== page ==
Yesterday's post dealt with Len Silverston's Party Role model and how to take it to a physical model using ER/Studio. After re-reading the post, I realized that while a party may have a role that distinguishes it as a person rather than an organization such as "Employee," a party might also have a role that is indistinguishable such as "Customer." So if I have a PARTY ROLE with a ROLE TYPE of "Customer," how do I know whether this customer is an individual or an organization if I have some business rule that must handle an order for one in a different way than the for the other?
The answer, I believe, is in adding a PARTY TYPE which tells me what "sub type" the party is but does not tell me what role the party may play in the system. This distinguishes a "type" from a "role" in that the party can only be one type but might play one or more roles in the system at the same time or at different times. Here's what I ended up with (see update 01/04/09 for corrected diagram):
In this way, I can always determine through query what sub-type the party is regardless of the role. Of course, I could perhaps deal with this by having roles that uniquely apply to a specific sub-type but I think that would defeat the purpose of Len's model.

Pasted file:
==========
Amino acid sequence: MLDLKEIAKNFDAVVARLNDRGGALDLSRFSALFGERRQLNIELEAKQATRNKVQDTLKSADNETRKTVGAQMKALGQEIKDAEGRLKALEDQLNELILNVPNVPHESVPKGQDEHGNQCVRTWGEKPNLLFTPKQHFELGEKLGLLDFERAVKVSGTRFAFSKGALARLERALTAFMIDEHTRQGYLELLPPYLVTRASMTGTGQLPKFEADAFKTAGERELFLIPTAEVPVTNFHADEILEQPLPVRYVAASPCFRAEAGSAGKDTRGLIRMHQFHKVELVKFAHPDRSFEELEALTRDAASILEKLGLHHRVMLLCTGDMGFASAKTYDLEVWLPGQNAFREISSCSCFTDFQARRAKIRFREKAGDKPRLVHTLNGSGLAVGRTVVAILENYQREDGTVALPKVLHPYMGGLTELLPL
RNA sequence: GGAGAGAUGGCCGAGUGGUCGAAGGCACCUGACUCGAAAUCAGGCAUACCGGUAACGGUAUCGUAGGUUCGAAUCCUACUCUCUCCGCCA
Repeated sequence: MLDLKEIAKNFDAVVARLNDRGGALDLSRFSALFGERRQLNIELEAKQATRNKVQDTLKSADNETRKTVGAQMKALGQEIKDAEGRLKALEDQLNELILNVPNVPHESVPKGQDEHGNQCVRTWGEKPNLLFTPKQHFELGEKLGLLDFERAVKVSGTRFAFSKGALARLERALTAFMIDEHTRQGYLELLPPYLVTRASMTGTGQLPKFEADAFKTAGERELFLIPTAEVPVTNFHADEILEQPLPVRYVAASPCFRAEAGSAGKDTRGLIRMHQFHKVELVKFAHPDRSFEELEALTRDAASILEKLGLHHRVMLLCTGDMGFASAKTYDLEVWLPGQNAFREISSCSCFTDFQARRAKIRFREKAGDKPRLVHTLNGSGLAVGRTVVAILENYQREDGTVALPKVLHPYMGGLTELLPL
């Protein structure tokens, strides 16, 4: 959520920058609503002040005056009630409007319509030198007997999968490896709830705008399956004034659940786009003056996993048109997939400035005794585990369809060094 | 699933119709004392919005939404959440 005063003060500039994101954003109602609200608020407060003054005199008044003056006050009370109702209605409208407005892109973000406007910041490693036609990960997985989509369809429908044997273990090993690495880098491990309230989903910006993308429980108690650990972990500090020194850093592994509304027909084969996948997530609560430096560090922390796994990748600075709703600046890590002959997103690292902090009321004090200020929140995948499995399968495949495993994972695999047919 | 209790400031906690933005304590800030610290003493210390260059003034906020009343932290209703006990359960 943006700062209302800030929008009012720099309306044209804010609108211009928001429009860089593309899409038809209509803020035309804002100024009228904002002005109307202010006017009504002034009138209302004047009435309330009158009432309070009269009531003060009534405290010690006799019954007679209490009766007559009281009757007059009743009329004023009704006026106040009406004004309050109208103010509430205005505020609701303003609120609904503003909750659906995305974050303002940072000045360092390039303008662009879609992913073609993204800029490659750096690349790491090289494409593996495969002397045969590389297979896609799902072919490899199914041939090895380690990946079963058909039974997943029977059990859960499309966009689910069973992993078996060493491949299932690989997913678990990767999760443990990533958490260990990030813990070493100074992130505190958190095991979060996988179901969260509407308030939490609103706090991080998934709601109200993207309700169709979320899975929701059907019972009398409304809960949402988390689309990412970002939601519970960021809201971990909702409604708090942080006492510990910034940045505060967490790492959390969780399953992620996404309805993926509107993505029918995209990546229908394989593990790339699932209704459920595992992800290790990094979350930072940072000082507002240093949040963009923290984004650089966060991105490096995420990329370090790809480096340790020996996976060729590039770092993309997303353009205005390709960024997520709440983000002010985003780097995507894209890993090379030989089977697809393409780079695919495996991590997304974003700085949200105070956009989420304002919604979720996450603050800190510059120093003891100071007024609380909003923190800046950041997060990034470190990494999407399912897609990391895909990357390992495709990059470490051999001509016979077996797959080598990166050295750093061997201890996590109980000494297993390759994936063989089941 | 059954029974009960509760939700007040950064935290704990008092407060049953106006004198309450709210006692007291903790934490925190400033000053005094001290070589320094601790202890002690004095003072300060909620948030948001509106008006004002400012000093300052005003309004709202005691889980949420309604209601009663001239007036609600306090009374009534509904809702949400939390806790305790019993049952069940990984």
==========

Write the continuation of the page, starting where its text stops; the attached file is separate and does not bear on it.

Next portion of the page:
I'd like to hear what you think.
Update: Browsing Len's Volumne 1 on data modeling, I discovered that this is indeed covered in the Party Role model on page 440. And Karen is right about the relationship. I was too eager to post up the image and so overlooked the fact that I'd created the wrong type of relationship between the PARTY TYPE and PARTY entities in ER/Studio. I'll post up a fix soon.
Update 2 (01/04/09): Here's the corrected diagram with the non-identifying relationship. See Karen's comment.
Yeah, that looks better.